General developmental stages and grief.

Ages 0-3Ages 3-5Ages 5-8Ages 9-12Ages 13-18
Understanding of deathInfants as young as 4 mo. recognize emotional expressions in others and can feel their parents’ grief.Don’t understand that death is permanent and irreversible. Prone to “magical thinking”.Begin to understand that death is permanent, but they struggle to understand the “how”.Death is permanent and happens to everyone.
May have morbid curiosity, or fears about others dying.
Teens’ understanding of and response to death are more similar to an adult’s than to children.
Grief manifestationSleep disturbances, explosive emotions, or regressive behavior.
Crying, confusion, and regression.May express anger toward the pet, situation, or even the vet. May ask many questions about the mechanics of death or body care.May struggle to express their grief and try to keep their feelings hidden.May try to avoid talking about grief, leading parents to think grief is not impacting them. Research shows that teens often have more intense grief than other age groups.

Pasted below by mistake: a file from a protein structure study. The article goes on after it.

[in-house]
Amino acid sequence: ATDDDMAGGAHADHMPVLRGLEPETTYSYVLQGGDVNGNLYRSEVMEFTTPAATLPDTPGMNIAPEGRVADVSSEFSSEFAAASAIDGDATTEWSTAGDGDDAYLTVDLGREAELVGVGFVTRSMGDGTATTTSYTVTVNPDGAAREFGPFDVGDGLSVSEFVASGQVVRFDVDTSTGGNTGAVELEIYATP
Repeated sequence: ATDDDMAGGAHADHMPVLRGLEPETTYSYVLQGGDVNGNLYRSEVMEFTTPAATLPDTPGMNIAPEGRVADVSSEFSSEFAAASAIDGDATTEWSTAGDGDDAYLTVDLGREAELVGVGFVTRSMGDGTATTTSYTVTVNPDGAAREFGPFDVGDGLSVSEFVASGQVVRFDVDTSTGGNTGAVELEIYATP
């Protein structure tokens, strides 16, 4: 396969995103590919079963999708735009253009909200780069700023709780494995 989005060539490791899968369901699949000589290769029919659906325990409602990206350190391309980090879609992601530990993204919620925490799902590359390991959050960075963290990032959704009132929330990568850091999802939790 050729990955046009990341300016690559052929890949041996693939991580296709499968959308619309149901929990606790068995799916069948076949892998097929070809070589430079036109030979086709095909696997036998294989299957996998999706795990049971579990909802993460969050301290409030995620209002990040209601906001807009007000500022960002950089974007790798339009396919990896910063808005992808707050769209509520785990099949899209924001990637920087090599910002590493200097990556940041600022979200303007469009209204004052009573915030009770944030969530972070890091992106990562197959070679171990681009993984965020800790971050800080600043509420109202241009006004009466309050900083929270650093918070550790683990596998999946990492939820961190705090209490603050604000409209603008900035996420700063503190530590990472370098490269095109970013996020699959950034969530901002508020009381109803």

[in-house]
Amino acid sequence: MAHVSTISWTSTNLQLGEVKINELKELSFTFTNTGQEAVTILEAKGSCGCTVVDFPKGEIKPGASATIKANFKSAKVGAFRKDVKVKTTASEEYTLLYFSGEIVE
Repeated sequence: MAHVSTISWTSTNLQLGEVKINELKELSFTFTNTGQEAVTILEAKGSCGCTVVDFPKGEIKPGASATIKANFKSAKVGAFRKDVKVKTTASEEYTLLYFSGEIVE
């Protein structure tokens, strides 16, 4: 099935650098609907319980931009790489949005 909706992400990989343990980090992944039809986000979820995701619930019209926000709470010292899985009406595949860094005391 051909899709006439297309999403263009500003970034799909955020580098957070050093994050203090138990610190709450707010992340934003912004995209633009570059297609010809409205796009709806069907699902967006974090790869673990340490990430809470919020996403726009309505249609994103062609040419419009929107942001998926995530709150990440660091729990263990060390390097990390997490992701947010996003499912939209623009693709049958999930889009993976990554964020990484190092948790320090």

How adults can helpParents can use soft, reassuring voices and movements to ensure the child feels secure. Give clear and simple answers to questions, read from books about loss, create a secure environment, and encourage physical expressions such as drawing and playing.
  
Answer questions directly, using the correct language, and let them know it’s okay to feel the emotions they’re feeling. Encourage play, drawing, and stories to express grief.Parents should facilitate honest conversations, role model talking about grief, and ask children questions about their grief.Encourage open discussions, create opportunities to memorialize and express grief in non-verbal ways, and encourage teens to play an active role in the family’s grief process.